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U.S. To Drop Charges Against Sklyarov 329

Posted by timothy
from the in-exchange-for-testimony dept.
Schmerd writes: "The New York Times has a story saying that charges will be dropped against Dmitry Sklyarov in exchange for his testimony against his employer ElcomSoft." Si adds: "It looks like Dmitri might be home for Christmas. This is not the end of the trial, but it appears Dmitri has been freed, pending certain stipulations." jij adds this breaking news article on the Associated Press wire as well. (The AP story is also at Wired). Update: 12/13 22:23 GMT by T : sam@caveman.org links to a slightly more in-depth AP report at the Seattle Post-Intelligencer.
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U.S. To Drop Charges Against Sklyarov

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  • Nice deal (Score:1, Interesting)

    by czardonic (526710) on Thursday December 13, 2001 @06:15PM (#2701342) Homepage
    So, all he has to do is sacrifice is livelihood by ratting out his employer? When is are the Miranda Rights going to be officially changed to "Your money or your life."
  • by tcyun (80828) on Thursday December 13, 2001 @06:19PM (#2701373) Journal

    In today's agreement, Dmitry will be required to testify for the government and ElcomSoft expects him to testify for their case as well. The story Dmitry has to tell is exactly the same regardless of which side calls him to testify. Dmitry's story has not changed since that day in July, when the FBI arrested him in Las Vegas, and he is quite happy to tell his story again and again, if need be.


    - from the planetpdf article

    To say that he is going to testify "against" his employer seems to be a bit much. The various articles say that he will testify and that it is unsure which side will call him first.
  • come one (Score:2, Interesting)

    by Anonymous Coward on Thursday December 13, 2001 @06:21PM (#2701388)
    The Times carried the AP wire. Wired carried the AP wire. You also linked to the AP directly. Don't the editors read before they publish? They're all the same!
  • by brulman (183184) on Thursday December 13, 2001 @06:28PM (#2701438)
    "...Joe Burton, lead attorney for ElcomSoft, reacted to today's outcome saying "I want to make a statement on behalf of ElcomSoft, my client -- Both my client and I have, since the beginning of this case, maintained Dmitry's innocence on any and all criminal activity. From day-one of the arrest ElcomSoft has been willing to have the Government proceed against them and NOT Dmitry. Burton further states "you may remember that ElcomSoft offered to take Dmitry's place and substitute the company as the sole defendant in this case -- The company knows that neither Dmitry nor they committed any criminal acts and believes that in the end, they will be found innocent of any and all charges the U.S. Government is bringing against them as well...."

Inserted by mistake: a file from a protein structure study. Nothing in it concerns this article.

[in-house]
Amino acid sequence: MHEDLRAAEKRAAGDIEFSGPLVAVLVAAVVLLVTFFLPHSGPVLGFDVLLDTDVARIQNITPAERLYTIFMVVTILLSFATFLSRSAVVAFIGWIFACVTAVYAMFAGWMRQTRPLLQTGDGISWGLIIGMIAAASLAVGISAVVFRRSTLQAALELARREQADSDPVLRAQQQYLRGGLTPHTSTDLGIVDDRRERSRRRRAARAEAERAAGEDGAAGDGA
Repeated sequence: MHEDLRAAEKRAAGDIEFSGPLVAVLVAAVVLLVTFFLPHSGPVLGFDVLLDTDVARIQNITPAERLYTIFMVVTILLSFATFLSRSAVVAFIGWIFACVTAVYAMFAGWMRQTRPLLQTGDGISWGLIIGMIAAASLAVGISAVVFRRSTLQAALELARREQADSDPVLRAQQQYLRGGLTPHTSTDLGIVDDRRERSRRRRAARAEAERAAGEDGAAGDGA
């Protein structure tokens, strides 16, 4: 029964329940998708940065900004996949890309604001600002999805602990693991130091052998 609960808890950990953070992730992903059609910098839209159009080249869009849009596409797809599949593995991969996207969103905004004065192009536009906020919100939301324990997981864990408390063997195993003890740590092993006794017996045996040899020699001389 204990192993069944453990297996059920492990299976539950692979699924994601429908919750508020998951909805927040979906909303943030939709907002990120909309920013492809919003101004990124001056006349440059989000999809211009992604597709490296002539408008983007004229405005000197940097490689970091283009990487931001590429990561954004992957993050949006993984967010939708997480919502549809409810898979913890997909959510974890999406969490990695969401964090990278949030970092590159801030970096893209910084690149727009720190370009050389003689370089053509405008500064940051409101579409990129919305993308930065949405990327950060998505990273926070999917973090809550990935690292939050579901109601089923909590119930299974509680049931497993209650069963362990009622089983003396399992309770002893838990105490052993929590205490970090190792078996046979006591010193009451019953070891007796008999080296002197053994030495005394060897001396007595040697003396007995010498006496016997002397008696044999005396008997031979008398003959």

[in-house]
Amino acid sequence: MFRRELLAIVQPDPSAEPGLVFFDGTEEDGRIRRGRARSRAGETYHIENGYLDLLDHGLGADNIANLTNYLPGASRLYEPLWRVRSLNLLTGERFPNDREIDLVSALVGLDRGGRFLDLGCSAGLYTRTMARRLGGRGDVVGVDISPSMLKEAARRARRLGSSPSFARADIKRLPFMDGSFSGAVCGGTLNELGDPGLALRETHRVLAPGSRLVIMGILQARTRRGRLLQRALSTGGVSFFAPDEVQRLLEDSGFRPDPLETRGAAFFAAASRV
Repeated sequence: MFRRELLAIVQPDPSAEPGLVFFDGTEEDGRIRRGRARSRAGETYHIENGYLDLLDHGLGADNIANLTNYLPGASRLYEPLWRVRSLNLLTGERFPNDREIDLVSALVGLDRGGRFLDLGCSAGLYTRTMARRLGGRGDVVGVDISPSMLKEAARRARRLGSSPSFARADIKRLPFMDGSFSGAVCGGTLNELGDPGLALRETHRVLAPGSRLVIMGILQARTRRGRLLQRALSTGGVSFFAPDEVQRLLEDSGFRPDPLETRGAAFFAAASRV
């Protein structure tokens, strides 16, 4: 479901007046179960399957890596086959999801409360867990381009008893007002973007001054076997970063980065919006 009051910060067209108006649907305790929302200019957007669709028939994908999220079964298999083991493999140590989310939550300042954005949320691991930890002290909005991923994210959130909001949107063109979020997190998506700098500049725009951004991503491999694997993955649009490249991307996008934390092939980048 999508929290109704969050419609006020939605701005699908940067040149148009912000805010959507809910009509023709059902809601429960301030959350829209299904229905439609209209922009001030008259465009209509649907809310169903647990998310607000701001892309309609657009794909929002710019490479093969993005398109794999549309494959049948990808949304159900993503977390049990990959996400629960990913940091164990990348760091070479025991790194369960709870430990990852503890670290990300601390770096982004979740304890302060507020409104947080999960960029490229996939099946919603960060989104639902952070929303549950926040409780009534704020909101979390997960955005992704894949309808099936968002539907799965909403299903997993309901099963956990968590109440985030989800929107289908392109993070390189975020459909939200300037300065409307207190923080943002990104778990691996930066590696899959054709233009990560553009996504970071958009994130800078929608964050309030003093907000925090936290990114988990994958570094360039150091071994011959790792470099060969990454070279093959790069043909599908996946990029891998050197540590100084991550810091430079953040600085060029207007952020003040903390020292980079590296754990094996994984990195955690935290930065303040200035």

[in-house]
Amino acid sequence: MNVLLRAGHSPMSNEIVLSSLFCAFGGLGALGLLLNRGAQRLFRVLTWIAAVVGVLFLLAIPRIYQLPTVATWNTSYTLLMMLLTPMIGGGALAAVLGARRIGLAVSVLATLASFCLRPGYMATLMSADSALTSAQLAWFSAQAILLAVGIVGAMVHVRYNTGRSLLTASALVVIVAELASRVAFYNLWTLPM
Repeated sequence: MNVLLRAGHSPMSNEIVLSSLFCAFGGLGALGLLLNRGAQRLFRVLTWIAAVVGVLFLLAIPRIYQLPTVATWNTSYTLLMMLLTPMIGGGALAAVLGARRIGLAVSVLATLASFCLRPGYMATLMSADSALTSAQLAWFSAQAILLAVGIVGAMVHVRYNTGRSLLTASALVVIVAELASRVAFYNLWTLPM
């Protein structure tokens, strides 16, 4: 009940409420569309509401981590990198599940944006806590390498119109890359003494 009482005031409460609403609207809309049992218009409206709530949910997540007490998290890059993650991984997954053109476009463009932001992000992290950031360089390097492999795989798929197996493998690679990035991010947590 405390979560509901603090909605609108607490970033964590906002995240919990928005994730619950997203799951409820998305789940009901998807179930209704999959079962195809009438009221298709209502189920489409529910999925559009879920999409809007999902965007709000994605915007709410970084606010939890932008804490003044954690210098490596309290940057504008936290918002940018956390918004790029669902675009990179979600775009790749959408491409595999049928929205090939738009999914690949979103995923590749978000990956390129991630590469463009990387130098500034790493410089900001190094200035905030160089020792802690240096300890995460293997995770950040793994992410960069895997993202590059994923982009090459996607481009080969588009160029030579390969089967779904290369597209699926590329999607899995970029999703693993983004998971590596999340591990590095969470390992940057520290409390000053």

you know, this guy has a real class act employer.
  • by msouth (10321) on Thursday December 13, 2001 @06:31PM (#2701455) Homepage Journal
    ...a la the Damian Conway purchase. Anyone in the right place to set up a little "hey, sorry our country hassled you, here's something for your trouble" fund? Or am I just being naieve thinking, well, among other things, that I can spell naieve?
  • by chuckw (15728) <chuckw@quantumlinux.com> on Thursday December 13, 2001 @06:34PM (#2701461) Homepage Journal
    What does it matter if he testifies against his company? The US can't do a darn thing to them since they aren't in this country. Look at the DeBeers monopoly. Diamonds aren't rare at all, but DeBeers made some strategic agreements with countries to keep most of the supply locked up. Now the DeBeers executives will be arrested if they ever enter this country. That judgement hasn't done a darn thing. DeBeers still operates and so will ElmComsoft(SP?). I think it's just the justice department's way of saying, "Yeah, it's a stupid law, but we'd look stupid if we just let you go, so we're going to ask you to do something stupid so we can save face."
  • by idonotexist (450877) on Thursday December 13, 2001 @06:50PM (#2701552)
    I would be first in line to purchase it.
  • Marbury vs Madison (Score:1, Interesting)

    by Anonymous Coward on Thursday December 13, 2001 @07:13PM (#2701658)
    The Supreme Court took this power upon itself, way back when (sorry, I forget the case where they decided it).

    The case was Marbury vs Madison. Probably the singularly most important Opinion ever delivered by the SC

    Actually the case wasn't decided at all... it was never actually *heard* by the SC because a law passed by Congress had been used by Marbury to try to get "original jurisdiction" of his case in the SC and the SC decided that the law extending the SC's scope of "original jurisdiction" was what was found to be unconstitutional and hence the case had to come up thru the lower courts before it could even be heard in the SC. Marbury was trying to "short circuit" the judicial process and jump immediately to the top. Incredibly, it can be viewed that this monumental decision of the SC actually "reduced" its power in one way (deleting additional jurisdiction which Congress had granted to it) which increasing its power in another (grabbing the authority to nullify Congress's legislations).
  • Alexander Katalov (Score:5, Interesting)

    by BrotherPope (8102) on Thursday December 13, 2001 @07:13PM (#2701659)